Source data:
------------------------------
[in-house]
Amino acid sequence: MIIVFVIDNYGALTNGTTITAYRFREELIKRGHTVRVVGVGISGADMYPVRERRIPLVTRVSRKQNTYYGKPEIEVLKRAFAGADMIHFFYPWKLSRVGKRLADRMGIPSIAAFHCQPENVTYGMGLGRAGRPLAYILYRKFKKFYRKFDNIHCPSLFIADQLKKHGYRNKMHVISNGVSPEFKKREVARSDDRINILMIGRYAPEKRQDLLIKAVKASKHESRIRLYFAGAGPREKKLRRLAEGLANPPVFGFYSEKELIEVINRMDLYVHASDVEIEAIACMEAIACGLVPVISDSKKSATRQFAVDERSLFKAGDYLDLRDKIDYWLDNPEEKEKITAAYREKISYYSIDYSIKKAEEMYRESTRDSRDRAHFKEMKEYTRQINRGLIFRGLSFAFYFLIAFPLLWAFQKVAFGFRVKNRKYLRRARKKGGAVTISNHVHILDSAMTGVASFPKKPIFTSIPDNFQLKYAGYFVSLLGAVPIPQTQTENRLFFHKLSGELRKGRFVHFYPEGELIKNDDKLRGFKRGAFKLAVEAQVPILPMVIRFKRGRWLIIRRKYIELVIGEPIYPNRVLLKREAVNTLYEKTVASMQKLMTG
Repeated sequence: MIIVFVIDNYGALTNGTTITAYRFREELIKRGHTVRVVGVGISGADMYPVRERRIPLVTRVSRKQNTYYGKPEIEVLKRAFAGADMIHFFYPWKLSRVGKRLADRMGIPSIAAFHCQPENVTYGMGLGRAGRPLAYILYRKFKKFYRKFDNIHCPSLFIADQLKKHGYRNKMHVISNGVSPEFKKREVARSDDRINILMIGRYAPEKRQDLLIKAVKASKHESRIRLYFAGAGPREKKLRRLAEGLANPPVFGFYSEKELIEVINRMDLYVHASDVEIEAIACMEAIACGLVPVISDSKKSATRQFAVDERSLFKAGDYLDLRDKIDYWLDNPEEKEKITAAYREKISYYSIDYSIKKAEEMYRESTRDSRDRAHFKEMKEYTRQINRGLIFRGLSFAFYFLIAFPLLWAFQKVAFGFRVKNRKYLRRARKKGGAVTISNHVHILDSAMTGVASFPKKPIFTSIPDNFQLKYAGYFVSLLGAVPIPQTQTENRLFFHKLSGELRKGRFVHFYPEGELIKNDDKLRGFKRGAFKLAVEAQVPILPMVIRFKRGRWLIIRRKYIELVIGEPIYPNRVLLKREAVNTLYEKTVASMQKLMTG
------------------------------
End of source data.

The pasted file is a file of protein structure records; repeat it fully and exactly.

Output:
[in-house]
Amino acid sequence: MIIVFVIDNYGALTNGTTITAYRFREELIKRGHTVRVVGVGISGADMYPVRERRIPLVTRVSRKQNTYYGKPEIEVLKRAFAGADMIHFFYPWKLSRVGKRLADRMGIPSIAAFHCQPENVTYGMGLGRAGRPLAYILYRKFKKFYRKFDNIHCPSLFIADQLKKHGYRNKMHVISNGVSPEFKKREVARSDDRINILMIGRYAPEKRQDLLIKAVKASKHESRIRLYFAGAGPREKKLRRLAEGLANPPVFGFYSEKELIEVINRMDLYVHASDVEIEAIACMEAIACGLVPVISDSKKSATRQFAVDERSLFKAGDYLDLRDKIDYWLDNPEEKEKITAAYREKISYYSIDYSIKKAEEMYRESTRDSRDRAHFKEMKEYTRQINRGLIFRGLSFAFYFLIAFPLLWAFQKVAFGFRVKNRKYLRRARKKGGAVTISNHVHILDSAMTGVASFPKKPIFTSIPDNFQLKYAGYFVSLLGAVPIPQTQTENRLFFHKLSGELRKGRFVHFYPEGELIKNDDKLRGFKRGAFKLAVEAQVPILPMVIRFKRGRWLIIRRKYIELVIGEPIYPNRVLLKREAVNTLYEKTVASMQKLMTG
Repeated sequence: MIIVFVIDNYGALTNGTTITAYRFREELIKRGHTVRVVGVGISGADMYPVRERRIPLVTRVSRKQNTYYGKPEIEVLKRAFAGADMIHFFYPWKLSRVGKRLADRMGIPSIAAFHCQPENVTYGMGLGRAGRPLAYILYRKFKKFYRKFDNIHCPSLFIADQLKKHGYRNKMHVISNGVSPEFKKREVARSDDRINILMIGRYAPEKRQDLLIKAVKASKHESRIRLYFAGAGPREKKLRRLAEGLANPPVFGFYSEKELIEVINRMDLYVHASDVEIEAIACMEAIACGLVPVISDSKKSATRQFAVDERSLFKAGDYLDLRDKIDYWLDNPEEKEKITAAYREKISYYSIDYSIKKAEEMYRESTRDSRDRAHFKEMKEYTRQINRGLIFRGLSFAFYFLIAFPLLWAFQKVAFGFRVKNRKYLRRARKKGGAVTISNHVHILDSAMTGVASFPKKPIFTSIPDNFQLKYAGYFVSLLGAVPIPQTQTENRLFFHKLSGELRKGRFVHFYPEGELIKNDDKLRGFKRGAFKLAVEAQVPILPMVIRFKRGRWLIIRRKYIELVIGEPIYPNRVLLKREAVNTLYEKTVASMQKLMTG